Volume 509, January 2010
|Number of page(s)||15|
|Section||Galactic structure, stellar clusters, and populations|
|Published online||12 January 2010|
Chemical abundances of 11 bulge stars from high-resolution, near-IR spectra*
Lund Observatory, Box 43, 221 00 Lund, Sweden e-mail: firstname.lastname@example.org
2 Department of Physics and Astronomy, Uppsala University, Box 515, 751 20 Uppsala, Sweden
3 Centro de Astrofisica da Universidade do Porto, Rua das Estrelas, 4150-762 Porto, Portugal
4 Department of Astronomy, University of São Paulo, IAG, Rua do Matão 1226, São Paulo 05508-900, Brazil
5 Max-Planck-Institut für Astrophysik, Karl-Schwarzschild-Str. 1, 85748 Garching, Germany
6 OCA, Boulevard de l'Observatoire, BP 4229, 06304 Nice Cedex 4, France
7 ESO, Karl-Schwarzschild-Str. 2, 85748 Garching, Germany
8 Department of Astronomy and Astrophysics, Universidad Catolica de Chile, Casilla 306, Santiago 22, Chile
9 Vatican Observatory, V00120 Vatican City State, Italy
10 Department of Astronomy, Padova University, Vicolo dell'Osservatorio 2, 35122 Padova, Italy
11 Osservatorio Astronomico di Padova, Vicolo dell'Osservatorio 5, 35122 Padova, Italy
Accepted: 22 September 2009
Context. It is debated whether the Milky Way bulge has characteristics more similar to those of a classical bulge than those of a pseudobulge. Detailed abundance studies of bulge stars are important when investigating the origin, history, and classification of the bulge. These studies provide constraints on the star-formation history, initial mass function, and differences between stellar populations. Not many similar studies have been completed because of the large distance and high variable visual extinction along the line-of-sight towards the bulge. Therefore, near-IR investigations can provide superior results.
Aims. To investigate the origin of the bulge and study its chemical abundances determined from near-IR spectra for bulge giants that have already been investigated with optical spectra. The optical spectra also provide the stellar parameters that are very important to the present study. In particular, the important CNO elements are determined more accurately in the near-IR. Oxygen and other α elements are important for investigating the star-formation history. The C and N abundances are important for determining the evolutionary stage of the giants and the origin of C in the bulge.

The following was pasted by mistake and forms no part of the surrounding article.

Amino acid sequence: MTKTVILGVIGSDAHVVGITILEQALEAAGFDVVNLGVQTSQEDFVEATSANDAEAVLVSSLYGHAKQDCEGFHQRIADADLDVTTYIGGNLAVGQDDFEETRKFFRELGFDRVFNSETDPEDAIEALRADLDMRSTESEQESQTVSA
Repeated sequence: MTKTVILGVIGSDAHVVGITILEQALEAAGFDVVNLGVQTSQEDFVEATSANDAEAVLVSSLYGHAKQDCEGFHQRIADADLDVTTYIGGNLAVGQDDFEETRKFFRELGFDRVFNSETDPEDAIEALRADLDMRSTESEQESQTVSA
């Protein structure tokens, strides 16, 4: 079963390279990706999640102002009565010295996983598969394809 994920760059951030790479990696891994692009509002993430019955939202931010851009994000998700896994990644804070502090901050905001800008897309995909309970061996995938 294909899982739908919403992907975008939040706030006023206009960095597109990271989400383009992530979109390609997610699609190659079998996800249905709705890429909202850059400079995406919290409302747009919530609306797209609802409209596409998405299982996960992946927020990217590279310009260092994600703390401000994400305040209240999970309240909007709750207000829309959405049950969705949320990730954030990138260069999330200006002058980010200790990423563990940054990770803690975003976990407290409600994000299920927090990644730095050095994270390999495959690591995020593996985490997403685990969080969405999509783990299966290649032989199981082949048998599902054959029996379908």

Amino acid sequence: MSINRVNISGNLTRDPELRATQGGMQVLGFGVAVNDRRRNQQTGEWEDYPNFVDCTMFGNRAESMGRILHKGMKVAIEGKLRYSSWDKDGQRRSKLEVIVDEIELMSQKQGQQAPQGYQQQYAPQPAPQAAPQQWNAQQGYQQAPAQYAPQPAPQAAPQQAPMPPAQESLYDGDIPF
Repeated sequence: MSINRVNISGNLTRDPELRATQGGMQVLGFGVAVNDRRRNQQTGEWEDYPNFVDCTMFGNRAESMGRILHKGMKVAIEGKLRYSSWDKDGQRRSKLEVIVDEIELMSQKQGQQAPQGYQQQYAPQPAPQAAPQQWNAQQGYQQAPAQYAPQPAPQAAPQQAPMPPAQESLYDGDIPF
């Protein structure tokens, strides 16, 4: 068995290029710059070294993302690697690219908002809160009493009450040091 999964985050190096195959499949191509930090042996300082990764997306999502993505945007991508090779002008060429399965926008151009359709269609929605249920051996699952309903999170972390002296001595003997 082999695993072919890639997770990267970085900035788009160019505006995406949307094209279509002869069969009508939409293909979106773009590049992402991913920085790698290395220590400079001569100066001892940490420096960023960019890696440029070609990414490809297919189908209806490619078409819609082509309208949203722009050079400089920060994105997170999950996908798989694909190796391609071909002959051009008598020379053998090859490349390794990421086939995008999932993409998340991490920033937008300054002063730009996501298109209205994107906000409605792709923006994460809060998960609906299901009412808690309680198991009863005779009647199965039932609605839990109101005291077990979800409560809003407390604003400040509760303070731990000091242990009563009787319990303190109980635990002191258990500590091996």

Methods. High-resolution, near-infrared spectra in the H band were recorded using the CRIRES spectrometer mounted on the Very Large Telescope. The CNO abundances are determined from the numerous molecular lines in the wavelength range observed. Abundances of the α elements Si, S, and Ti are also determined from the near-IR spectra.
Results. The abundance ratios [O/Fe], [Si/Fe], and [S/Fe] are enhanced to metallicities of at least [Fe/H] = -0.3, after which they decline. This suggests that the Milky Way bulge experienced a rapid and early burst of star formation similar to that of a classical bulge. However, a similarity between the bulge trend and the trend of the local thick disk seems to be present. This similarity suggests that the bulge could have had a pseudobulge origin. The C and N abundances suggest that our giants are first-ascent red-giants or clump stars, and that the measured oxygen abundances are those with which the stars were born. Our [C/Fe] trend does not show any increase with [Fe/H], which is expected if W-R stars contributed substantially to the C abundances. No “cosmic scatter” can be traced around our observed abundance trends: the measured scatter is expected, given the observational uncertainties.
Key words: stars: abundances / stars: carbon / Galaxy: bulge / infrared: stars / stars: late-type
© ESO, 2010
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